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Simulated and protocolized rapid sequence intubation (RSI) in an AW169 is as quick as simulated “outdoor” RSI.
The time to secure endotracheal intubation (ETI) through an emergency front of neck access approach during a “can't intubate, can't ventilate” scenario did not differ between the “outdoor,” “aircraft,” and “helmets” scenario.
Perceived distractions to in-cabin RSI, such as the wearing of a flight helmet with simulated engine noise and radio transmissions, had no impact on the time to ETI.
Prehospital rapid sequence intubation (RSI) is an important aspect of prehospital care for helicopter emergency medical services (HEMS). This study examines the feasibility of in-aircraft (aircraft on the ground) RSI in different simulated settings.
Using an AW169 aircraft cabin simulator at Air Ambulance Kent Surrey Sussex, 3 clinical scenarios were devised. All required RSI in a “can intubate, can ventilate” (easy variant) and a “can't intubate, can't ventilate” scenario (difficult variant). Doctor-paramedic HEMS teams were video recorded, and elapsed times for prespecified end points were analyzed.
Endotracheal intubation (ETI) was achieved fastest outside the simulator for the easy variant (median = 231 seconds, interquartile range = 28 seconds). Time to ETI was not significantly longer for in-aircraft RSI compared with RSI outside the aircraft, both in the easy (p = .14) and difficult variant (p = .50). Wearing helmets with noise distraction did not impact the time to intubation when compared with standard in-aircraft RSI, both in the easy (p = .28) and difficult variant (p = .24).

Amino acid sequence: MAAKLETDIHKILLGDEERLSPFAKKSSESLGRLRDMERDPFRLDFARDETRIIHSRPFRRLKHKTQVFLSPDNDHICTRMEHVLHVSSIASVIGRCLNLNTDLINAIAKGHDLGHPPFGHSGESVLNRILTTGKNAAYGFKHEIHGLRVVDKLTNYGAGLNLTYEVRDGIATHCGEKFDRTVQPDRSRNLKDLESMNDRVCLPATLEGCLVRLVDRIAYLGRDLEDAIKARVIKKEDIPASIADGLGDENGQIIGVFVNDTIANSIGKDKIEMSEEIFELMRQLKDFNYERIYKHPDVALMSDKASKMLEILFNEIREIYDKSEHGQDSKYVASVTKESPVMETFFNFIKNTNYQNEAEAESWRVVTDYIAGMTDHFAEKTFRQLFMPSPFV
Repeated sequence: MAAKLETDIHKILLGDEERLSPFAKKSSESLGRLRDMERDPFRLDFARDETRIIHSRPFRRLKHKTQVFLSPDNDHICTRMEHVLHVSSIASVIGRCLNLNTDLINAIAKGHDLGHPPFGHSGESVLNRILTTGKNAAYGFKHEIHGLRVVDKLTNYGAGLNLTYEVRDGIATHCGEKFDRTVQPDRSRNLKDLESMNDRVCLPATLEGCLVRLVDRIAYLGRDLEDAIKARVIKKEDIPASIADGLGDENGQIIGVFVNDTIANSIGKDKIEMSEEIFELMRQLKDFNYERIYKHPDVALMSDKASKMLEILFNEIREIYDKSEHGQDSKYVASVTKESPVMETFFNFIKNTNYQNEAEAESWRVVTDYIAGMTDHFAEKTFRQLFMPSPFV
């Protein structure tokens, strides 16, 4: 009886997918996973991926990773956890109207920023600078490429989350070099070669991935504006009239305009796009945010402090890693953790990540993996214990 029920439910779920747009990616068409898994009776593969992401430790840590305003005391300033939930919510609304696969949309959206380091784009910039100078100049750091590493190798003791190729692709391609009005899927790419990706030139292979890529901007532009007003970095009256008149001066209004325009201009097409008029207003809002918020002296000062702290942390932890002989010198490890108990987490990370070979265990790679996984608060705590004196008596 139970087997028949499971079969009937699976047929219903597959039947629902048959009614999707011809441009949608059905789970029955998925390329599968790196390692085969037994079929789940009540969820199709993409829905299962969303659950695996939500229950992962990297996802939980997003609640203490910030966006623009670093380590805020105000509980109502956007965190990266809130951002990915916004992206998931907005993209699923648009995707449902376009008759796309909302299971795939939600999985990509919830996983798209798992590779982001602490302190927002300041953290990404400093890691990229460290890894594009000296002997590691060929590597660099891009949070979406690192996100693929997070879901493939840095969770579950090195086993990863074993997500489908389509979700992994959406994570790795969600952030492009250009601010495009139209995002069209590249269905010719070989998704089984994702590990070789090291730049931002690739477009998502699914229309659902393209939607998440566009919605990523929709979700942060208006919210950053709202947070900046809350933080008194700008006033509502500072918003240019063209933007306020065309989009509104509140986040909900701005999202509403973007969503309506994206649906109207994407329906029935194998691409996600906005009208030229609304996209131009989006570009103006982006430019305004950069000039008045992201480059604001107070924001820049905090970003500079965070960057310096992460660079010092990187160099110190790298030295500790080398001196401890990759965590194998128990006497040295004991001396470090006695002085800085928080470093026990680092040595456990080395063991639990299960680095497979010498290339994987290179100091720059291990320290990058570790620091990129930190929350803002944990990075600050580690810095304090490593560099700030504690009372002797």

In-aircraft, on-the-ground RSI had no significant impact on the time to successful completion of ETI. Future studies should prospectively examine in-cabin RSI and explore the possibilities of in-flight RSI in civilian HEMS services.
Prehospital emergency medical teams commonly perform advanced airway management in critically unwell patients.
Prehospital rapid sequence intubation (RSI) facilitates emergency endotracheal intubation (ETI). This is achieved by the administration of an induction agent followed by a rapidly acting neuromuscular blocking agent to induce unconsciousness and motor paralysis.
To achieve this, RSI usually must occur at the scene, which creates a delay in patient transfer to definitive in-hospital care. Performing RSI in the aircraft cabin has the potential to reduce time to definitive in-hospital care.
However, critically injured patients can have reduced conscious levels with deranged physiology, and in some cases prehospital RSI can be challenging and is not without risk. The rate of prehospital RSI complications